[tps_footer]Vidhu Vinod Chopra’s English story The Fifth Move finds a Hindi avatar as Wazir. Directed by Bejoy Nambiar, this thriller stars Farhan Akhtar as Danish Ali, an ATS officer whose one wrong move turns his happy family and professional life into a nightmare.
Danish’s seemingly perfect life falls apart when he risks the lives of his family members to follow a criminal. His shortsightedness in the face of duty – a foolish move, quite honestly, from a man who thus far has not shown any instinct for rash and reckless actions, brings him into contact with Pandit Omkarnath Dhar (Amitabh Bachchan), a handicapped, wheelchair-bound chess teacher nursing his own deep wounds of loss.
Over chess lessons, Danish starts healing and forges a strong bond with his mentor Panditji and begins to reconcile with his wife Ruhana (Aditi Rao Hydari). This new friendship and loyalty leads to Danish promising to avenge the death of Panditji’s daughter, allegedly at the hands of a Minister (Manav Kaul).
The game of chess – pawns, rooks and ‘wazirs’ – is a metaphor for a bigger plot being played out between victims and perpetrators. The entire thriller and story hinge on a couple of plot twists, which can be seen as clearly as a speeding truck on the wrong side of the road. In spite of being encumbered by a shallow script and convenient screenplay, Nambiar brings in slickness and crafts some impressive action scenes with the cinematography enhancing the dark and doomed atmosphere with the use of shadows.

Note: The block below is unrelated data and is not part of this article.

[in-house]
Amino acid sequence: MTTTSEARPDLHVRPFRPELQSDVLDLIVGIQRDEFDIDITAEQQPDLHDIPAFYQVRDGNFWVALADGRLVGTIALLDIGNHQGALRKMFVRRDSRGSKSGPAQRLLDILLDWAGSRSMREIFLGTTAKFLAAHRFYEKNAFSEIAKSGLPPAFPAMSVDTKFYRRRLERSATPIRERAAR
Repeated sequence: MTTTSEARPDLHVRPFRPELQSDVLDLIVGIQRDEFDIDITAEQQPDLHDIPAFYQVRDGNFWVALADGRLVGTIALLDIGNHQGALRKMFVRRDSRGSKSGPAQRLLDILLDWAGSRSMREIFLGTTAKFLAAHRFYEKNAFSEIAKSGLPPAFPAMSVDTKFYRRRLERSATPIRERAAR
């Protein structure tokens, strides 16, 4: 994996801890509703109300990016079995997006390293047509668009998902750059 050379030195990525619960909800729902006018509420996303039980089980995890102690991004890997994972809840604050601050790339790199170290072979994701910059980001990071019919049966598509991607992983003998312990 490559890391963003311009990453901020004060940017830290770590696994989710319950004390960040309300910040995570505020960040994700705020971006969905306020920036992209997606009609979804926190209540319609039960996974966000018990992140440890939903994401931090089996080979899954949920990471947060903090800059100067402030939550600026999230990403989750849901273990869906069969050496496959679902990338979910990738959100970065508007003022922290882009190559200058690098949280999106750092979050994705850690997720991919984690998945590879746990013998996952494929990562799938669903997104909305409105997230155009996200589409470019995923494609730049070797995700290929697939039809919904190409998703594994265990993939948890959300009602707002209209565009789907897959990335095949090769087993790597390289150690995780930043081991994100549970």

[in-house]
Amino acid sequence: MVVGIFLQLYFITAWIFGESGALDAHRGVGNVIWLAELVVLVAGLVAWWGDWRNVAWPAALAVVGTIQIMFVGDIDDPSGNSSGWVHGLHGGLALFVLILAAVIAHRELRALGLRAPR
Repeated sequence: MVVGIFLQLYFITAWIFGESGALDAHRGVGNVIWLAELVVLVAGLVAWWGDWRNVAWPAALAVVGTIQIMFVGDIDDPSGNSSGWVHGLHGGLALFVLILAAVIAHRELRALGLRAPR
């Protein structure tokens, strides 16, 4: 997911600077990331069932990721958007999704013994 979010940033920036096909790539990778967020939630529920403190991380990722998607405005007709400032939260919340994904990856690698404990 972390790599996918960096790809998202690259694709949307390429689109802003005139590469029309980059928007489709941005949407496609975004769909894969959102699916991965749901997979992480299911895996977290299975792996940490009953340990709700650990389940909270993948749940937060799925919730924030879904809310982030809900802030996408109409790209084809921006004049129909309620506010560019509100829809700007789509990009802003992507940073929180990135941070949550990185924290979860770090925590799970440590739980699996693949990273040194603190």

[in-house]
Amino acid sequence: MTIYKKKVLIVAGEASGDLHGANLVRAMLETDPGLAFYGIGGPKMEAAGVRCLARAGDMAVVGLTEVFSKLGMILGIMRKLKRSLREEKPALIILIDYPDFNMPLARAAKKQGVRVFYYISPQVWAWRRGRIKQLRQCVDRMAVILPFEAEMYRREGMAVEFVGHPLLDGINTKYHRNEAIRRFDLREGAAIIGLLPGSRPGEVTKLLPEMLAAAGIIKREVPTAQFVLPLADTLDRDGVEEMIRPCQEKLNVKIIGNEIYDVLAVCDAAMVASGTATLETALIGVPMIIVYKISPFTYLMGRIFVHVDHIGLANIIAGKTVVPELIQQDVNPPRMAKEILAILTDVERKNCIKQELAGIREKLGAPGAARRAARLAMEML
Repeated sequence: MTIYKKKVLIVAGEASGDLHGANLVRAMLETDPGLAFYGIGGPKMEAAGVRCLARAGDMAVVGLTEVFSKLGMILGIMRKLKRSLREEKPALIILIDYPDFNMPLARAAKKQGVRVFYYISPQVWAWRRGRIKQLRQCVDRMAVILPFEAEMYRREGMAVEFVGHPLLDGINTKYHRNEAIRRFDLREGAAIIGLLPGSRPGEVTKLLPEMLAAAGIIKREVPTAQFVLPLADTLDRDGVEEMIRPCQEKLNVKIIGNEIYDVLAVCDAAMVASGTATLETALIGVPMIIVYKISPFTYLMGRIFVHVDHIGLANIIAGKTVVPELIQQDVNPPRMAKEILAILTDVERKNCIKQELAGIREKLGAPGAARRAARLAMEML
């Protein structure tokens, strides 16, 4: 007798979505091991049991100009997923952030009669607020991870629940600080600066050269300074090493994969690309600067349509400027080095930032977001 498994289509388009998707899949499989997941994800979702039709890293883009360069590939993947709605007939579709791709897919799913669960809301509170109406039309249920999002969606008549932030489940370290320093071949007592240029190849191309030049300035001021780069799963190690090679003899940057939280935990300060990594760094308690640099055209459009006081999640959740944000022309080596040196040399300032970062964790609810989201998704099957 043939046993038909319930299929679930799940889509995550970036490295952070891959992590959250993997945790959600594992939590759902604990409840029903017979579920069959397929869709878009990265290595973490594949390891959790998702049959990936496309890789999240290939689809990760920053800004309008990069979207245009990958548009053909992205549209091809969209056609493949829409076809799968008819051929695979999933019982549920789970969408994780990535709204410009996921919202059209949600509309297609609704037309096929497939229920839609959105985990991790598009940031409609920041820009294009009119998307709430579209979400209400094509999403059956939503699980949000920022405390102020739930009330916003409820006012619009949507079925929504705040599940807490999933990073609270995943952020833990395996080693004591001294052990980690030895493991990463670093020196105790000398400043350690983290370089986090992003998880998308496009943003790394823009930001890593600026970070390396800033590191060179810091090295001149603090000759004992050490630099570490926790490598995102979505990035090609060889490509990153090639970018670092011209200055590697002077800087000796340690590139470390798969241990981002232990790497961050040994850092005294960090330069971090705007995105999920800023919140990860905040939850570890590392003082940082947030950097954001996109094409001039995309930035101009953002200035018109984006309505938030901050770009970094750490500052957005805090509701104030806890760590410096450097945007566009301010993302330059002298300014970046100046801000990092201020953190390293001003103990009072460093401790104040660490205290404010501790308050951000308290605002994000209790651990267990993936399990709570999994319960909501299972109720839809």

John Abraham and Neil Nitin Mukesh pitch in with brief but effectual cameos, although the rendition of Mukesh’s character is discordant with the rest of the style and look of the film, giving away a crucial intrigue. Aditi Rao Hydari is earnest as the vulnerable, highly feminine and fragile Ruhana. Manav Kaul makes the most of a few choice scenes, as the evil politician with a dark past of his own.
Akhtar delivers his most nuanced and mature performance till date, becoming the guilt-ridden, shattered father and husband, the dutiful police officer and the loyal friend. Bachchan is accorded some solid dialogues and a complex character that befits his age and experience. His interactions with Akhtar are sharp, crisply edited. These fine performances and stylish crafting hold afloat a spotty, predictable script (Chopra, Abhijat Joshi) that skates on the surface of emotional damage, politics and even friendship.